48. Coralline structures are sometimes of enormous extent. On the northeast coast of Australia is a reef of coral called the Great Barrier Reef, having a length of nearly 1,000 miles, and being in one part unbroken for a distance of 350 miles. Some groups of coral islands in the Pacific are from 1,100 to 1,200 miles in length, by 300 or 400 in breadth, as the Dangerous and Radack archipelagoes, for example. The Maldive Islands, situated in the Indian Ocean, forming a chain of 470 geographical miles, are composed throughout of a series of circular assemblages of islets, all formed of coral.

49. The following description of coral animals and their operations is from Hughes' “Manual of Geography :” “The coral reefs of the Pacific, as well as those in other parts of the globe, are all produced by the secretions of the coral insect, and the process by which they are formed is one of the most curious and instructive phenomena which the natural world presents to view. The architects of these wonderful structures are polyps of minute size, and of various species, but all possessing a general similarity of form and structure. They consist, to appearance, of a little oblong bag of jelly, closed at one end, but having the other extremity open, and surrounded by tentacles (usually six or eight in number), set like the rays of a star.

50. “Multitudes of these tiny creatures are associated in the secretion of a common stony skeleton, that is, the coral, or madrepore, in the minute orifices of which they reside, protruding their mouths and tentacles when under the water ; but the moment they are molested, or become exposed to the atmosphere, withdrawing by sudden contraction into their holes. It is proved by observation that these creatures are unable to exist at a greater depth than twenty or thirty fathoms; so that the numberless coral islands of the Pacific, and other seas, must be based upon submarine rocks or mountains, though it was at one time supposed that they were raised, by the process described above, from the bottom of the sea."

Questions.—48. Extent of coralline structures ? Great Barrier Reef? Groups in the Indian and Pacific oceans? Examples? Maldive Islands ? 49. Coral reefs, how formed ? Architects of these wonderful structures ? Of what do they consist? 50 Describe the operations of the coral insects. To what depth do they exist? Upon what must coral islands be based ?

* REEF, a chain or range of rocks lying at or near the surface of the water,

CORAL ISLANDS.

51. Coral formations are of four different kinds, namely, 20 to 30 miles from the shore, and extends to the distance of atolls, or lagoon islands, encircling reefs, barrier-reefs, and about 1,000 miles. coral fringes.

56. The action of the waves as they dash upon this reef has been admi52. An atoll consists of a circular strip or ring of coral sur

rably described : “The long ocean-swell being suddenly impeded by this rounding a shallow lake or lagoon in its center. The circular

barrier, lifted itself in one great continuous ridge of deep blue water, which,

curling over, fell on the edge of the recf in an unbroken cataract of dazzling reefs just raise themselves above the level of the sea, with an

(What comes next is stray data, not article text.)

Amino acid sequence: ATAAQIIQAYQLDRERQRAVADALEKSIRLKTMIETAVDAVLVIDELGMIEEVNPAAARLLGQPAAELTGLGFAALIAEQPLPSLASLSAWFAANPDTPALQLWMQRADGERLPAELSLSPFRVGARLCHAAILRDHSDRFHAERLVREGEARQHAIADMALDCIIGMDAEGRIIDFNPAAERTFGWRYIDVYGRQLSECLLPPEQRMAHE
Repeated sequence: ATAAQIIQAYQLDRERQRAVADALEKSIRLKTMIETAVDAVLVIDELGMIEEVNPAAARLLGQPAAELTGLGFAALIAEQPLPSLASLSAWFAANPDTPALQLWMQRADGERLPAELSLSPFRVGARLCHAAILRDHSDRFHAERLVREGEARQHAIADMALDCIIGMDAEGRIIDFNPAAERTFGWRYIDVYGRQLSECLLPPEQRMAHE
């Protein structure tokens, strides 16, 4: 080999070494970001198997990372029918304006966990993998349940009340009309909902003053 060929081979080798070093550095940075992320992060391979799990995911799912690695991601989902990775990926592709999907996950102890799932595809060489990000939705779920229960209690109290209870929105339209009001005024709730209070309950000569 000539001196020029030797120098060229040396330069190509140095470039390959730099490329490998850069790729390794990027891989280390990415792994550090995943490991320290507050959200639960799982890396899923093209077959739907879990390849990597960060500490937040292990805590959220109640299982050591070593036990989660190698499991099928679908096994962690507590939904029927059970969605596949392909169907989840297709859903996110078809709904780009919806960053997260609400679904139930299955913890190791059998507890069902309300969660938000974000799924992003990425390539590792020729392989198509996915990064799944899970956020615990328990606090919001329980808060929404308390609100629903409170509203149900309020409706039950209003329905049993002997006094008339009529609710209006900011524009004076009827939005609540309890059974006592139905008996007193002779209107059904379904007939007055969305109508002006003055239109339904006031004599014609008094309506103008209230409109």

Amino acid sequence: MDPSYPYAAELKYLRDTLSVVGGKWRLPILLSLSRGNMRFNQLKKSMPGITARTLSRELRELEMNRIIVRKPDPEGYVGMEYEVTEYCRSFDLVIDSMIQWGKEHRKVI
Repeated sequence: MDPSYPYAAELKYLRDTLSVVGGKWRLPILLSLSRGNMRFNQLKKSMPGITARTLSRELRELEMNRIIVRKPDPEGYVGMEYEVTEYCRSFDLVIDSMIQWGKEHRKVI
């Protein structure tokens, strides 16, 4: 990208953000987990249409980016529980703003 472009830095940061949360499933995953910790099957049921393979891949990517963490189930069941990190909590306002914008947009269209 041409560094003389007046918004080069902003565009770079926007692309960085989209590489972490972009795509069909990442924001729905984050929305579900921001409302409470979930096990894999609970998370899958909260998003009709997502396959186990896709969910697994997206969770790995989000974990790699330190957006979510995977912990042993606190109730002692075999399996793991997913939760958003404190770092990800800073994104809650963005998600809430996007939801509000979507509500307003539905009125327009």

white foam. Each line of breaker ran often one or two miles in length with average breadth of a quarter of a mile, oftener less, and are

not a perceptible gap in its continuity. There was a simple grandeur and surrounded by a deep and often unfathomable ocean. The display of power and beauty in this scene that rose even to sublimity. The annexed cut represents one of these circular islands inclosing unbroken roar of the surf, with its regular pulsation of thunder, as each suc

ceeding swell fell first on the outer edge of the reef, was almost deafening, a lagoon of tranquil water.

yet so deep-toned as not to interfere with the slightest nearer and sharper sound.

But the sound and sight were such as to impress the spectator with the consciousness of standing in the presence of an overwhelming majesty and power.”

57. The Florida reefs are of this class. By examining a map of the waters south of Florida, it will be seen that they are studded with a range of islands called the Florida Keys. These keys rise but a few feet, perhaps from six to eight or ten, or at the utmost to twelve or thirteen feet above the level of the sea. They begin to the north of Cape Florida, and extend in a southwesterly direction, gradually receding from the land until opposite Cape Sable. Farther to the west they project in a more

westerly course as far as the Tortugas Islands, which form the The usual form of such islands may be seen in the section most western group: Most of these islands are small, the below.

largest of them, such as Key West and Key Largo, not ex

ceeding ten or fifteen miles in length; others only two or three, 6 b

and many scarcely a mile. Their width varies from a quarter to a third or half of a mile, the largest barely measuring a mile

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CORAL ISLAND.

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across.

SECTION OF A CORAL ISLAND.

58. The reef extends parallel to the main range of keys, for a

few miles south or southeast of it, following the same curve, a, a, habitable part of the island, consisting of a strip of coral, inclosing a lagoon. b, b, the lagoon.